A Review of 50 Years of Study of Hydrology, Wetland Dynamics, Aquatic Metabolism, Water Quality and Trophic Status, and Nutrient Biogeochemistry in the Barataria Basin, Mississippi Delta—System Functioning, Human Impacts and Restoration Approaches
Water 2021, 13(5), 642; https://doi.org/10.3390/w13050642 - 27 Feb 2021
Cited by 1 | Viewed by 694
Abstract
Here we review an extensive series of studies of Barataria Basin, an economically and ecologically important coastal basin of the Mississippi Delta. Human activity has greatly altered the hydrology of the basin by decreasing riverine inflows from leveeing of the river and its [...] Read more.
Here we review an extensive series of studies of Barataria Basin, an economically and ecologically important coastal basin of the Mississippi Delta. Human activity has greatly altered the hydrology of the basin by decreasing riverine inflows from leveeing of the river and its distributaries, increasing runoff with high nutrient concentrations from agricultural fields, and channelization of wetlands of the basin interior that has altered flow paths to often bypass wetlands. This has resulted in degraded water quality in the upper basin and wetland loss in the lower basin. Trophic state analysis found the upper basin to be eutrophic and the lower basin to be mesotrophic. Gross aquatic primary production (GAPP) was highest in the upper basin, lowest in the mid basin, and intermediate in the lower basin. Forested wetlands in the upper basin have degraded over the past several decades due to increased periods of flooding, while there has been massive loss of emergent wetlands in the lower basin due to increasing water levels and pervasive alteration of hydrology. Restoration will entail reconnection of waterways with surrounding wetlands in the upper basin, and implementation of river sediment diversions, marsh creation using dredged sediments and barrier island restoration. Findings from this review are discussed in terms of the functioning of deltas globally. Full article
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Open AccessFeature PaperEditor’s ChoiceReview
Life Cycle of Oil and Gas Fields in the Mississippi River Delta: A Review
Water 2020, 12(5), 1492; https://doi.org/10.3390/w12051492 - 23 May 2020
Cited by 5 | Viewed by 1116
Abstract
Oil and gas (O&G) activity has been pervasive in the Mississippi River Delta (MRD). Here we review the life cycle of O&G fields in the MRD focusing on the production history and resulting environmental impacts and show how cumulative impacts affect coastal ecosystems. [...] Read more.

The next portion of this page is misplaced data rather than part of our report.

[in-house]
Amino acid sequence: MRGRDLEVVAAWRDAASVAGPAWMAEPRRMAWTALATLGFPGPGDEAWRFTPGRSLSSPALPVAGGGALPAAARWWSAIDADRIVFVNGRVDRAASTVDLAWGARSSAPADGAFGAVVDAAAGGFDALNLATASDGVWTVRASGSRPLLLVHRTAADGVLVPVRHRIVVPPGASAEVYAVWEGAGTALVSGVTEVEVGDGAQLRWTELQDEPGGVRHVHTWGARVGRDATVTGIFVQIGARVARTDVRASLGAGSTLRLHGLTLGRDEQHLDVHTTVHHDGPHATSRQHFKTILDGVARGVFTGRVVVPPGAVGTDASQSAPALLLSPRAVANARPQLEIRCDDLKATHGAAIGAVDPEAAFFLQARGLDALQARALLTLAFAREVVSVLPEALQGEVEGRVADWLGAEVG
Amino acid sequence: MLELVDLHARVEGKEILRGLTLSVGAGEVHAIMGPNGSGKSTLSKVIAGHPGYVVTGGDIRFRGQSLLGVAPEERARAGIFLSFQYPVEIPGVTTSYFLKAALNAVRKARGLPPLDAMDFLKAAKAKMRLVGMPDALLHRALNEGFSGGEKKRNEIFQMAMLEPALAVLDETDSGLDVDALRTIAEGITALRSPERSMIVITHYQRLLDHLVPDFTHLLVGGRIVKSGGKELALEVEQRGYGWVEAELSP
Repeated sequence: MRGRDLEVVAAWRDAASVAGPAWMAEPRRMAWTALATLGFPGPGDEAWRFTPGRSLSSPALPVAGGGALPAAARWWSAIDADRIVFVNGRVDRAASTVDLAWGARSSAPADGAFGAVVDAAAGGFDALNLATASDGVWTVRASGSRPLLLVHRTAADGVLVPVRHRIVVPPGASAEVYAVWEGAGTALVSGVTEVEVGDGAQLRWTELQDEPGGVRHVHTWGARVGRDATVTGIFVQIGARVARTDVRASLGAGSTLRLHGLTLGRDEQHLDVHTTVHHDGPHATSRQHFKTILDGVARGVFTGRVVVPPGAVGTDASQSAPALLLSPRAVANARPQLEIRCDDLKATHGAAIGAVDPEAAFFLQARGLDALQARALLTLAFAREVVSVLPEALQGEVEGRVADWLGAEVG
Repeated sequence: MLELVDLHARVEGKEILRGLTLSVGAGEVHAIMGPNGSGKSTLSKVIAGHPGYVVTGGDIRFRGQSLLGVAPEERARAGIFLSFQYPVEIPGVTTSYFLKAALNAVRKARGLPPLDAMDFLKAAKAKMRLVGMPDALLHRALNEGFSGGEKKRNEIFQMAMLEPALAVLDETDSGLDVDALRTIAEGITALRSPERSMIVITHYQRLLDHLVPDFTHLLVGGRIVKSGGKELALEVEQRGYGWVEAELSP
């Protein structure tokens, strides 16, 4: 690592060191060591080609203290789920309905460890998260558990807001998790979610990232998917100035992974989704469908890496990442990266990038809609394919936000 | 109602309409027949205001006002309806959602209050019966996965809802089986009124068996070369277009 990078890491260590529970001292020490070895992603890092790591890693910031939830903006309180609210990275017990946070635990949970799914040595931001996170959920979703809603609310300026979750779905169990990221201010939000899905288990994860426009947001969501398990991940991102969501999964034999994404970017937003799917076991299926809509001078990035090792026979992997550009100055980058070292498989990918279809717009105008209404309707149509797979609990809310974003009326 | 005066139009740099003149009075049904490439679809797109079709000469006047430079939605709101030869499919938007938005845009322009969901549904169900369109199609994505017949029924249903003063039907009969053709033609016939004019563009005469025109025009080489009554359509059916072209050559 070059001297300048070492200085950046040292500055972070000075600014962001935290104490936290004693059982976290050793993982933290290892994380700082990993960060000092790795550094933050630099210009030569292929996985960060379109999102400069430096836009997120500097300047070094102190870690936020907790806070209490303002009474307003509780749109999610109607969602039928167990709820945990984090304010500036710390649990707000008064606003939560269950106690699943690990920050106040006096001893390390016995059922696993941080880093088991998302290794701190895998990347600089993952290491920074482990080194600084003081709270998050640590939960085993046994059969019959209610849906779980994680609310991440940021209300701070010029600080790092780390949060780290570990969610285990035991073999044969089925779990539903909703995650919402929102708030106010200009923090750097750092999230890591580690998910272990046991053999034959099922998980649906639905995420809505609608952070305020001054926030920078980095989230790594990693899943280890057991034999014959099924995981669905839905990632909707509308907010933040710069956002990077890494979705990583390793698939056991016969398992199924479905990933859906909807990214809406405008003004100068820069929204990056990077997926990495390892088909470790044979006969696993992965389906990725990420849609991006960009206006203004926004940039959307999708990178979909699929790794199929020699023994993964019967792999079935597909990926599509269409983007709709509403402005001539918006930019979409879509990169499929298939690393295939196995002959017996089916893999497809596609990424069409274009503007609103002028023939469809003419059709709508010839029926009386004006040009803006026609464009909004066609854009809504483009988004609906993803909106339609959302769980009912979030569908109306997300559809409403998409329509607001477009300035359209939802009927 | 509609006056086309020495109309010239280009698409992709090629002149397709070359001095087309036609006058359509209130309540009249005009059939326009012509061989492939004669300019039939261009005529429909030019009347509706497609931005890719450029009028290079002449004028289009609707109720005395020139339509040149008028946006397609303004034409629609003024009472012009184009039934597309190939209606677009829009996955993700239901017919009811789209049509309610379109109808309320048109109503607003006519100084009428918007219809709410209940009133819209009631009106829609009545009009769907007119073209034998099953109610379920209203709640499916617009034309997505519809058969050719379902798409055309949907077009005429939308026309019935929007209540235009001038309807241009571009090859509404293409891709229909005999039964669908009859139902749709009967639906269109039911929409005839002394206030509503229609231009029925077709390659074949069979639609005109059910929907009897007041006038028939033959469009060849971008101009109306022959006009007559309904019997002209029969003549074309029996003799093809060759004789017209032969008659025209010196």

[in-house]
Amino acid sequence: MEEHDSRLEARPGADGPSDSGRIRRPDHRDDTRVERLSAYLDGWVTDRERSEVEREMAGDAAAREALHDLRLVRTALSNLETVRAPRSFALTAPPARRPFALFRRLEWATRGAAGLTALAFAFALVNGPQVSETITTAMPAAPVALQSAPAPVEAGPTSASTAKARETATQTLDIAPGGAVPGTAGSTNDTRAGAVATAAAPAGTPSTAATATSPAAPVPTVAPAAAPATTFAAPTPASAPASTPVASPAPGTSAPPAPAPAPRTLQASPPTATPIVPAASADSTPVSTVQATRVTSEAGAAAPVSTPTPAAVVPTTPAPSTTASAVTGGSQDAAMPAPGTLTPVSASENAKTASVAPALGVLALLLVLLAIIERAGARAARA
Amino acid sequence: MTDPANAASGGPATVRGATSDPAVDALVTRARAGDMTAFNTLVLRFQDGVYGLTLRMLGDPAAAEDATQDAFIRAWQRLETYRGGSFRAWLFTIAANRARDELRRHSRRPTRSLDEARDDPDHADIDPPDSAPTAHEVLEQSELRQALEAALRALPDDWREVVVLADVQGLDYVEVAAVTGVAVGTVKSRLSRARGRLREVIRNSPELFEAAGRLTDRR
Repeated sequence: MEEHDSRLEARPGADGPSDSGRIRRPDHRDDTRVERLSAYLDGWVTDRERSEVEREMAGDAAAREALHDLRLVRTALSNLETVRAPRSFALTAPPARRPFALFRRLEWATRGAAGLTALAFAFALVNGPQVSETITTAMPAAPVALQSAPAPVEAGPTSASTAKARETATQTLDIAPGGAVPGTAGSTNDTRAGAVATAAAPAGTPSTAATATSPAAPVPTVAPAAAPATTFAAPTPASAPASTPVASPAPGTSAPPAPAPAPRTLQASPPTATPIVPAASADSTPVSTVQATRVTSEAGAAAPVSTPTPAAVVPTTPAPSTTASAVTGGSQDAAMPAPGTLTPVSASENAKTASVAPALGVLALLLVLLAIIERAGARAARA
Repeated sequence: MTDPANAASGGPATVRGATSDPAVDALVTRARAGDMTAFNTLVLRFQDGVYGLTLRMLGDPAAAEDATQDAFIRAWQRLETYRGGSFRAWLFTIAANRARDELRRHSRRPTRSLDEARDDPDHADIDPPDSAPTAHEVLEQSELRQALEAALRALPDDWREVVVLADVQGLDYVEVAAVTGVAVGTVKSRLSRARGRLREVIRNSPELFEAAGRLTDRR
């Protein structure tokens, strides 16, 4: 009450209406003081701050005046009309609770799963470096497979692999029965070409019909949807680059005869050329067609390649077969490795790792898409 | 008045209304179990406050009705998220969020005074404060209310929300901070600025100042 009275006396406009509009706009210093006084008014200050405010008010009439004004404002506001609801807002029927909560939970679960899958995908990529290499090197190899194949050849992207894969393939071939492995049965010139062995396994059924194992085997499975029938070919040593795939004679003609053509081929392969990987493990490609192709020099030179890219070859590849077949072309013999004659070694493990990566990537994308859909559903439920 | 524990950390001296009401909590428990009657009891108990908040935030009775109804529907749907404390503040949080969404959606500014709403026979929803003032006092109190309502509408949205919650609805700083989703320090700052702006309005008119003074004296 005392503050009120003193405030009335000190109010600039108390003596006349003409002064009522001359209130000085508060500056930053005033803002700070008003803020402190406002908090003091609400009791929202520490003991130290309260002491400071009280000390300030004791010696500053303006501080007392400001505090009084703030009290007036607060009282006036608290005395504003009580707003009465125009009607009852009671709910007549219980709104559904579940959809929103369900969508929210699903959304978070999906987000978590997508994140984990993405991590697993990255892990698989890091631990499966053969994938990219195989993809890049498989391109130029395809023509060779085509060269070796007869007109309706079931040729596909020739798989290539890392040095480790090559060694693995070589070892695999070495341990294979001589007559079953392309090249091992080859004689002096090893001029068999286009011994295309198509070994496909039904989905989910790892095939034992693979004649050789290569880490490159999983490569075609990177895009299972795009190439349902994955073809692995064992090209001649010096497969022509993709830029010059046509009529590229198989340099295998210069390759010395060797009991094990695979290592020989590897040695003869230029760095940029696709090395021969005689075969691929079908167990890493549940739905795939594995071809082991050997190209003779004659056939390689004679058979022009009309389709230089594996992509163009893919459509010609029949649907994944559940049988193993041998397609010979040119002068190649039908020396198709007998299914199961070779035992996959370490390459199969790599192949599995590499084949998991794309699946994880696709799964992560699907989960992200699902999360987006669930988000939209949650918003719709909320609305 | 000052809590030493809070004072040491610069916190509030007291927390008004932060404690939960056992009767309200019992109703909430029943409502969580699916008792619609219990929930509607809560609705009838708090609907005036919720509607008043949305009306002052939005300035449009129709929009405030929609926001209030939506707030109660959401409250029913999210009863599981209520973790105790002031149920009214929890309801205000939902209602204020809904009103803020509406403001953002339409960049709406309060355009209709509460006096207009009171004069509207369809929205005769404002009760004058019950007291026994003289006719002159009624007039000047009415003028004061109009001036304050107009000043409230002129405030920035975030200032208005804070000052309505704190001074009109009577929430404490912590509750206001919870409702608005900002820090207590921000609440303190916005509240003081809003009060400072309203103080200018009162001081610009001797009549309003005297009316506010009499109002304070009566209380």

Oil and gas (O&G) activity has been pervasive in the Mississippi River Delta (MRD). Here we review the life cycle of O&G fields in the MRD focusing on the production history and resulting environmental impacts and show how cumulative impacts affect coastal ecosystems. Individual fields can last 40–60 years and most wells are in the final stages of production. Production increased rapidly reaching a peak around 1970 and then declined. Produced water lagged O&G and was generally higher during declining O&G production, making up about 70% of total liquids. Much of the wetland loss in the delta is associated with O&G activities. These have contributed in three major ways to wetland loss including alteration of surface hydrology, induced subsidence due to fluids removal and fault activation, and toxic stress due to spilled oil and produced water. Changes in surface hydrology are related to canal dredging and spoil placement. As canal density increases, the density of natural channels decreases. Interconnected canal networks often lead to saltwater intrusion. Spoil banks block natural overland flow affecting exchange of water, sediments, chemicals, and organisms. Lower wetland productivity and reduced sediment input leads to enhanced surficial subsidence. Spoil banks are not permanent but subside and compact over time and many spoil banks no longer have subaerial expression. Fluid withdrawal from O&G formations leads to induced subsidence and fault activation. Formation pore pressure decreases, which lowers the lateral confining stress acting in the formation due to poroelastic coupling between pore pressure and stress. This promotes normal faulting in an extensional geological environment like the MRD, which causes surface subsidence in the vicinity of the faults. Induced reservoir compaction results in a reduction of reservoir thickness. Induced subsidence occurs in two phases especially when production rate is high. The first phase is compaction of the reservoir itself while the second phase is caused by a slow drainage of pore pressure in bounding shales that induces time-delayed subsidence associated with shale compaction. This second phase can continue for decades, even after most O&G has been produced, resulting in subsidence over much of an oil field that can be greater than surface subsidence due to altered hydrology. Produced water is water brought to the surface during O&G extraction and an estimated 2 million barrels per day were discharged into Louisiana coastal wetlands and waters from nearly 700 sites. This water is a mixture of either liquid or gaseous hydrocarbons, high salinity (up to 300 ppt) water, dissolved and suspended solids such as sand or silt, and injected fluids and additives associated with exploration and production activities and it is toxic to many estuarine organisms including vegetation and fauna. Spilled oil has lethal and sub-lethal effects on a wide range of estuarine organisms. The cumulative effect of alterations in surface hydrology, induced subsidence, and toxins interact such that overall impacts are enhanced. Restoration of coastal wetlands degraded by O&G activities should be informed by these impacts. Full article